I remember the Aberfan disaster. 21st October 1966. 240 children in school. 9.15 am.
An avalanche of coal waste slid and engulfed Pantglas Junior school, 116 children died. 28 adults, some occupants of nearby houses.
Aberfan Colliery Spoil Tramway, July 1964
Photo by John Thorn
I used to live in Charnock Richard, Lancashire and a mile or so behind our house was Welsh Whittle, a former pit. Along the main road, on the far side of Coppull, were slag heaps where we used to play – not on them, but around them. The air often smelled of sulphur. Coal was our fuel, and smog during damp winter months was frequent. We were sent home from school early – a treat!
For as long as I can remember, the image I associated with the loss of those children, was of my sister, a reception teacher, standing with her class along with teaching assistants. In my mind I substituted teachers I did not know with one I did.
The only problem with that memory is that my sister was not a teacher at that time. I was. Not in a primary school, but a secondary school in Chesterfield.
It was a tragic event and whether you were a teacher, a parent, whether you lived near slag heaps or not, you wouldn’t need anything other than the images relayed on television to highlight the shock. When did I do that? Why, I wonder, did I associate one event with another event?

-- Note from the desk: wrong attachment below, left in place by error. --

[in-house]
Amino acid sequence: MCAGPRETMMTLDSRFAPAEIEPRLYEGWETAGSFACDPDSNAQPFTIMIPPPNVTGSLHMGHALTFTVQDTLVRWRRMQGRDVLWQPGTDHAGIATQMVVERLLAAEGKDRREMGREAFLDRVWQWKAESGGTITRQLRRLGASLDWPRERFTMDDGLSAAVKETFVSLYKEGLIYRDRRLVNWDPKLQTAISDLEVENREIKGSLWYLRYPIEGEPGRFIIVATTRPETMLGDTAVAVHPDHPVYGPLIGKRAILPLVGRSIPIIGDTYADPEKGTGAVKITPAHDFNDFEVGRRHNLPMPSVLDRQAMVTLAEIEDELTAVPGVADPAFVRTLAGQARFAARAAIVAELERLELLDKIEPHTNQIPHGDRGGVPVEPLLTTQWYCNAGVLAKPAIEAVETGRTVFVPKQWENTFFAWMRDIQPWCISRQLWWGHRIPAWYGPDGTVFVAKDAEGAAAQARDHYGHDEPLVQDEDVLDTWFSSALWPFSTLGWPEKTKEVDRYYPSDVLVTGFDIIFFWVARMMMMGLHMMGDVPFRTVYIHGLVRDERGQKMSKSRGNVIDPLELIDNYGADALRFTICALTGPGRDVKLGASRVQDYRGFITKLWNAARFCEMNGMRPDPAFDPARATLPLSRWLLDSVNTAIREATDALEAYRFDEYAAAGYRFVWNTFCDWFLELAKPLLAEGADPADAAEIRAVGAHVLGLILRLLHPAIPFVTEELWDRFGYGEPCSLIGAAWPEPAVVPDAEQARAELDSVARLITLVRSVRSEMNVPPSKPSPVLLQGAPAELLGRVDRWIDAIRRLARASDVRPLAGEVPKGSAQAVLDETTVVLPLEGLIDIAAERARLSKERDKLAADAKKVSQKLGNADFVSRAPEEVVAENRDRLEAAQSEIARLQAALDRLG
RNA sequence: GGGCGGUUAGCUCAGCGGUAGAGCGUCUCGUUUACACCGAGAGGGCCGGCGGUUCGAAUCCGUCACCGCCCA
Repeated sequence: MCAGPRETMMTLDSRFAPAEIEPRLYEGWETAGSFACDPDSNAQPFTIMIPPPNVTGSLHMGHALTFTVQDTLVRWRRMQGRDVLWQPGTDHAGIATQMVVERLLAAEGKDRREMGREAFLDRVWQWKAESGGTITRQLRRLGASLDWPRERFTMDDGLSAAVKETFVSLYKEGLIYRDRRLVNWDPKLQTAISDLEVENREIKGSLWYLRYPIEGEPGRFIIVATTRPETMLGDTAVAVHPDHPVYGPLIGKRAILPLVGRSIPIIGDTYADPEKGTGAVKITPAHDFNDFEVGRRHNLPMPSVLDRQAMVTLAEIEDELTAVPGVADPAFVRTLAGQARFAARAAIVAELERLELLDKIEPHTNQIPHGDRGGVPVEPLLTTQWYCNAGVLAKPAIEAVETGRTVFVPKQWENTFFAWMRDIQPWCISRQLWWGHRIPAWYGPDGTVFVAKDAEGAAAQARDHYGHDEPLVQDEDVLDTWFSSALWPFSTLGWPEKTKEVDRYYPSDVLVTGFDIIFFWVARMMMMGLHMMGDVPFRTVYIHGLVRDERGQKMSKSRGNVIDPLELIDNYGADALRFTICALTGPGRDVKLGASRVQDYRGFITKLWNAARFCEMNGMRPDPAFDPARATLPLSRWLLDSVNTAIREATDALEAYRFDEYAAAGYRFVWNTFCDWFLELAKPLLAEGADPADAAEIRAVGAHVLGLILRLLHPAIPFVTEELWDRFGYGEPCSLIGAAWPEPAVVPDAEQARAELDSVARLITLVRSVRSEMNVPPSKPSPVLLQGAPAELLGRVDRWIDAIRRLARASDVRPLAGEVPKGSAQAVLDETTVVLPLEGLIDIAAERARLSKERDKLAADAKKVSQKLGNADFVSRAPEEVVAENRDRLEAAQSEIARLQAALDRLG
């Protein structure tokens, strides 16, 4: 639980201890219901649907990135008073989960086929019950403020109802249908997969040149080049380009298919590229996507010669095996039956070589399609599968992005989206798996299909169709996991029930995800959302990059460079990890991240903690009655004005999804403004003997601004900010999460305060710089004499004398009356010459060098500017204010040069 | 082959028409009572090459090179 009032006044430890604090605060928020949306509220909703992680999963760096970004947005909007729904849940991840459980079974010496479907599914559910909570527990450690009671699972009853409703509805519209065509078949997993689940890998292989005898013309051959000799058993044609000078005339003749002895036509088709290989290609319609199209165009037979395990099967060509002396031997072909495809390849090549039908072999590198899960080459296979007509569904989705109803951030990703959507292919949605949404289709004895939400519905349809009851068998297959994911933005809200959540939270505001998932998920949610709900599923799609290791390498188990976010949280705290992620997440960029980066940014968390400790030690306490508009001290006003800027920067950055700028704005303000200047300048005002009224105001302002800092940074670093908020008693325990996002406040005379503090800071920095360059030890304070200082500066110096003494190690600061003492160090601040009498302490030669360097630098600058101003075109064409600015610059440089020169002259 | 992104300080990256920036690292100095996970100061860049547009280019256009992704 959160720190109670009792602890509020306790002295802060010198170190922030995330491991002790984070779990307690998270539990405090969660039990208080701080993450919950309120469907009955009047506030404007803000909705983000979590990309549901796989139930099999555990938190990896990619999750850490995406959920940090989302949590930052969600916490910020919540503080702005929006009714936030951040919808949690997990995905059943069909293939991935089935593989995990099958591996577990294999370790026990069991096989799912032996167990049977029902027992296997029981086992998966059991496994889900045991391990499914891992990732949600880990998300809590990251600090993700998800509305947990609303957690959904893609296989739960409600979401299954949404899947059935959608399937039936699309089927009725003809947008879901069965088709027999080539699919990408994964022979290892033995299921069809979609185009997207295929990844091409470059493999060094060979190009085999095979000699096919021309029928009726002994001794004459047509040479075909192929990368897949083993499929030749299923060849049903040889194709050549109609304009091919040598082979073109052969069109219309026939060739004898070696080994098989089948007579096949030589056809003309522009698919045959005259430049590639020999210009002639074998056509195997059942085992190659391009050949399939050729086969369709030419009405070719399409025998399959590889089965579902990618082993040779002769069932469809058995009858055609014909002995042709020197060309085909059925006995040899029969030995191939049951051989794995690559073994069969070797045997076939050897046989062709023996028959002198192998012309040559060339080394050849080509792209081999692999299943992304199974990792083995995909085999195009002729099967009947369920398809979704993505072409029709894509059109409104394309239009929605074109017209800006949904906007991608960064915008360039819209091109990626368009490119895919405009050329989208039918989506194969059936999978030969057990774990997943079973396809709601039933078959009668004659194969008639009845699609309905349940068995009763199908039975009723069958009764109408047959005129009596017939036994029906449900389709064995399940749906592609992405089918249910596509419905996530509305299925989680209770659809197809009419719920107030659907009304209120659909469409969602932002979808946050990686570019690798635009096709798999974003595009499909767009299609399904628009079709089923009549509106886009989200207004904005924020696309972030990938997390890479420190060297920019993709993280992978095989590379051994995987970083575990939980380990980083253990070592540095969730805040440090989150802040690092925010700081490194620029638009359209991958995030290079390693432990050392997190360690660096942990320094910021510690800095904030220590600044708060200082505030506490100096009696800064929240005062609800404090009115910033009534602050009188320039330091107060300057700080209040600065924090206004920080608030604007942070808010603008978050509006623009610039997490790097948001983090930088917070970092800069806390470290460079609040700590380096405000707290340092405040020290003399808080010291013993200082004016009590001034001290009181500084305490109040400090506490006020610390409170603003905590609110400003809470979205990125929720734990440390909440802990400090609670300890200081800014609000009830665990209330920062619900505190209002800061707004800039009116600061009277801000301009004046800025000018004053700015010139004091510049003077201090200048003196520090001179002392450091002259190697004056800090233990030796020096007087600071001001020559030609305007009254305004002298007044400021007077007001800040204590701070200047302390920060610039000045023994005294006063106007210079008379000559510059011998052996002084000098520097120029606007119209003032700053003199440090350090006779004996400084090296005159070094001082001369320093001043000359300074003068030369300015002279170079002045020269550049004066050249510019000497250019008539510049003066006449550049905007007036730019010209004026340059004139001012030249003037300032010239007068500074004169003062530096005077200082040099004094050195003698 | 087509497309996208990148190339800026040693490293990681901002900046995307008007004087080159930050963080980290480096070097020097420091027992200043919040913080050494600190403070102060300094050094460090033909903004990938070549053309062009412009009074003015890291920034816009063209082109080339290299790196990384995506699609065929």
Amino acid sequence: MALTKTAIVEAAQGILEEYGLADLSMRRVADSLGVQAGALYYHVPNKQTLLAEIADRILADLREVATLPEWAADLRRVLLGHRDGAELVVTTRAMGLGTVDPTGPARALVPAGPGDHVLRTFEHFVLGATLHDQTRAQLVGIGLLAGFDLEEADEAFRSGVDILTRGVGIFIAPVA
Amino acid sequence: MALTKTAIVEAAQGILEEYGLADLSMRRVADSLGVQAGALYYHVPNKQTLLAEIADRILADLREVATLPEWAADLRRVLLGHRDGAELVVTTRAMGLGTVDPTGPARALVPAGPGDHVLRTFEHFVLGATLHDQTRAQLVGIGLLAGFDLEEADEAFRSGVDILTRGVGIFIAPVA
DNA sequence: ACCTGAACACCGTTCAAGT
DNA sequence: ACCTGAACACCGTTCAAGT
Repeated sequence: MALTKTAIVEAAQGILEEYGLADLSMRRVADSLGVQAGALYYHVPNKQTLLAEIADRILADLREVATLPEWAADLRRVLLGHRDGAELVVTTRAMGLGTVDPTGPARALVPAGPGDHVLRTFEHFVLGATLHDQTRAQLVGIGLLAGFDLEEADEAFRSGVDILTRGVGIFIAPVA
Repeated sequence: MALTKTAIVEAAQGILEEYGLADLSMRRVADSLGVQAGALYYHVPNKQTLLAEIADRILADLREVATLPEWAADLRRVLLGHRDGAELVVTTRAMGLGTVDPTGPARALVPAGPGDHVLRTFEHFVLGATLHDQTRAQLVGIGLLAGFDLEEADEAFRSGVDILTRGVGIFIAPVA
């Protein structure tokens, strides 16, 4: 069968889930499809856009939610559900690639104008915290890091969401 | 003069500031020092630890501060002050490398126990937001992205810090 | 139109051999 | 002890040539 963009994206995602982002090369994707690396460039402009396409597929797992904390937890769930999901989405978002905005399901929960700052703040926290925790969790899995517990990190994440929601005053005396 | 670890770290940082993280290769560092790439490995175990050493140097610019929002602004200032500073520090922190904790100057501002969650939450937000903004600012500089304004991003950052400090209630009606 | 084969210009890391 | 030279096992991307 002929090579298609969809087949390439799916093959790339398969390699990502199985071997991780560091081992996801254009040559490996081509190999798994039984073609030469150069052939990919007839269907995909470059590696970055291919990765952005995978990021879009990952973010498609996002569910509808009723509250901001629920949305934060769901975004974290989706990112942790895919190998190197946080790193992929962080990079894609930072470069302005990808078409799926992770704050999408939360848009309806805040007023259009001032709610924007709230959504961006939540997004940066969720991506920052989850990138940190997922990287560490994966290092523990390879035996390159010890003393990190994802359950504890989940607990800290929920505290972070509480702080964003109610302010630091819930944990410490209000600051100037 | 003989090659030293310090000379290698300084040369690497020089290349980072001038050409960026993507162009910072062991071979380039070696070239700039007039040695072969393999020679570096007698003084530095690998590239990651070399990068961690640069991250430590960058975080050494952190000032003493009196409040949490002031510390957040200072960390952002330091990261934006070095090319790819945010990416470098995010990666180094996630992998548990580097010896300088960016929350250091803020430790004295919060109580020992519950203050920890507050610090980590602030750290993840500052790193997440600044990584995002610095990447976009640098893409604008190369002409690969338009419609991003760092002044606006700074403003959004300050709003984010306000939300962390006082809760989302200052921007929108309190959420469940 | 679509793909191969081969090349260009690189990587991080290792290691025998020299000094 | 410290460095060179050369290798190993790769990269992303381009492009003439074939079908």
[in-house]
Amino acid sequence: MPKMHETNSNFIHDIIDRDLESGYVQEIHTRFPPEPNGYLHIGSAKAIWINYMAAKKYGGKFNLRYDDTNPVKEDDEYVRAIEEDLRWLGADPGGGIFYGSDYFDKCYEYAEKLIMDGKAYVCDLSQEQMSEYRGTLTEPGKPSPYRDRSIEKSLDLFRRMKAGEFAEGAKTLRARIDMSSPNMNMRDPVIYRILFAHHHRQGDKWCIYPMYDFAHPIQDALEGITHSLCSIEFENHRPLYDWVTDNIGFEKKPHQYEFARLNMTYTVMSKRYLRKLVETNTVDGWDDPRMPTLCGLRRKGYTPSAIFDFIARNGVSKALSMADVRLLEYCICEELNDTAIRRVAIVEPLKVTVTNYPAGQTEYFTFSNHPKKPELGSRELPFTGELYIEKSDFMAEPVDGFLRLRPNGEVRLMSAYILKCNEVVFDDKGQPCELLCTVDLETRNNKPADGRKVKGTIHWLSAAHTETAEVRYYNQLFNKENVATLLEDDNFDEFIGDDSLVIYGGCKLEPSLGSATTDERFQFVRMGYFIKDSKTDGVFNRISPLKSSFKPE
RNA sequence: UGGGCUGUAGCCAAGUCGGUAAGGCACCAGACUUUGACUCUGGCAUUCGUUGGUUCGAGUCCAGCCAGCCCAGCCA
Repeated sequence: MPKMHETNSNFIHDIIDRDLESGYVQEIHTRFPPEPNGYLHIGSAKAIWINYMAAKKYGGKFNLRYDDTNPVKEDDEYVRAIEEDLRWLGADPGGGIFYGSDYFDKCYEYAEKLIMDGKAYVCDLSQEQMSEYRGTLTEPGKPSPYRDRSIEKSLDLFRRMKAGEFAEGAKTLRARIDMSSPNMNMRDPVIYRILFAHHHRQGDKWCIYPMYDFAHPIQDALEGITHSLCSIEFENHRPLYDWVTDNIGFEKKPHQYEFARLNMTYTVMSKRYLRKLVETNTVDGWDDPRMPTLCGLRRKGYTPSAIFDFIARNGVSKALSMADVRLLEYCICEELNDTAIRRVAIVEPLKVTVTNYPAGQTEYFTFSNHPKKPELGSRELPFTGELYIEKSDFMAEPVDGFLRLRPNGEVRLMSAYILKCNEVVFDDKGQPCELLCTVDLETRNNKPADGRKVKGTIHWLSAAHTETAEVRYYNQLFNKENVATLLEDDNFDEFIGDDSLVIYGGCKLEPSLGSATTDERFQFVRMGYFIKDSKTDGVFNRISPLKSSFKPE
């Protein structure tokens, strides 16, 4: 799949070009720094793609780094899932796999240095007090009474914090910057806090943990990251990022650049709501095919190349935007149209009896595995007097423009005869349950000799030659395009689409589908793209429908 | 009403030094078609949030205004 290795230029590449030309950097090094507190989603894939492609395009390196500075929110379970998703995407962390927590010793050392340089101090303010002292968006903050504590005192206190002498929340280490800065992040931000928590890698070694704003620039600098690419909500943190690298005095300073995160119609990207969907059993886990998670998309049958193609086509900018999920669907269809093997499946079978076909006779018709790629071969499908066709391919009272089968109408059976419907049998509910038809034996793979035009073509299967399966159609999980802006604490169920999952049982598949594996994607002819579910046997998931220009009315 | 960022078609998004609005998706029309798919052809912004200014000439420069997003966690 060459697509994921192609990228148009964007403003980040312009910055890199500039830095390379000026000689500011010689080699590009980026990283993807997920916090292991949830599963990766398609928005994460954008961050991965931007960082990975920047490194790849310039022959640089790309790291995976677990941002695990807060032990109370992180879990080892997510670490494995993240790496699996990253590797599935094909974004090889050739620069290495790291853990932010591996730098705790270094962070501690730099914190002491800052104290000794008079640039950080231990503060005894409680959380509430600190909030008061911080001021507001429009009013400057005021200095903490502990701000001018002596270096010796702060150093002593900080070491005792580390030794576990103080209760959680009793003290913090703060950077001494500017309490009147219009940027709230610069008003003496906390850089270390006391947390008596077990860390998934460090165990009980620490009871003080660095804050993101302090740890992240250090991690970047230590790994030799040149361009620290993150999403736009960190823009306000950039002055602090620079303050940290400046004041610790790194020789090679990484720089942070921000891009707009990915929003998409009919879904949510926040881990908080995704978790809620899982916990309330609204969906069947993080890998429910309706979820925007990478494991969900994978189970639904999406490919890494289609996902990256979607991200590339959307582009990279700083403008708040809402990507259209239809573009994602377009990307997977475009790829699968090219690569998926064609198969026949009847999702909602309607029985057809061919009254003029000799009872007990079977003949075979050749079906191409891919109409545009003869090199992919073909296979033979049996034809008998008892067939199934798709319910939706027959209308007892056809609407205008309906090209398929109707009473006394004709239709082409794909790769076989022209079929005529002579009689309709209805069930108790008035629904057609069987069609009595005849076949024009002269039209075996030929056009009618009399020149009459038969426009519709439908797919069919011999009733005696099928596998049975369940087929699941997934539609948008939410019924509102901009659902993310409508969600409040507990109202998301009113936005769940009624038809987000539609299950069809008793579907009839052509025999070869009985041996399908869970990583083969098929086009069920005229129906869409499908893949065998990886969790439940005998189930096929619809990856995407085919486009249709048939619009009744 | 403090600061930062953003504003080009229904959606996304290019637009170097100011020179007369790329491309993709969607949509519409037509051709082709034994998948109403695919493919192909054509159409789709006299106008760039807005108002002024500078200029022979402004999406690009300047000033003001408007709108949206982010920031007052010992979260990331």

Recently I returned to Beverley High School where I was a pupil for one year in the 1950s. I lived in a small town, Pocklington, and I and other friends travelled by train to and from school. I have a clear recollection of the four of us, taking it in turns to write a page or so of a novel during that journey. I remember the lined paper, that we wrote in pencil and that as the document grew, we held it together with a bulldog clip.
Mural outside school on 8th November 2019
The friend I keep in touch with, has no memory of writing that novel at all. From that experience grew my desire to be a novelist so it was important to me, but not to her.
Dr. Julia Shaw has researched the reliability of memory. She notes that family memories are frequently unreliable. The brain makes memory by building fictions so that the same incident will have a different story attached to it, by different family members. She shows that memories can be implanted. For example, the family may agree on a narrative. How that is done will depend on family members, one being more dominant than others.
The layout of Beverley High School was as I remembered, though the only part that I recognised was the panelled assembly hall. One clear memory I had was of reading the lesson one Christmas at Beverley Minster. Another mistaken memory. The school has only been doing that since 2000! How did that happen? I would have read the lesson at the school’s carol service, but at St. Mary’s Church, which is close to the school. It is a beautiful church, but not the Minster. So how did that memory become skewed? I don’t know. I can surmise I only attended the school for a year, the Minster being better known, that is what I remembered.
St Paul’s window, St Mary’s Church, Beverley
Jules & Jenny Lincoln August 2018 photo sent to Flickr
Dr. Shaw is reassuring about memory. She says we tend to remember what we pay attention to, and that by forgetting so much, we make room for more relevant – and in my case – more interesting stories!
References: Dr. Julia Shaw, The Memory Illusion, 2016
The photos are from entries to Wikipedia other than the one outside the school.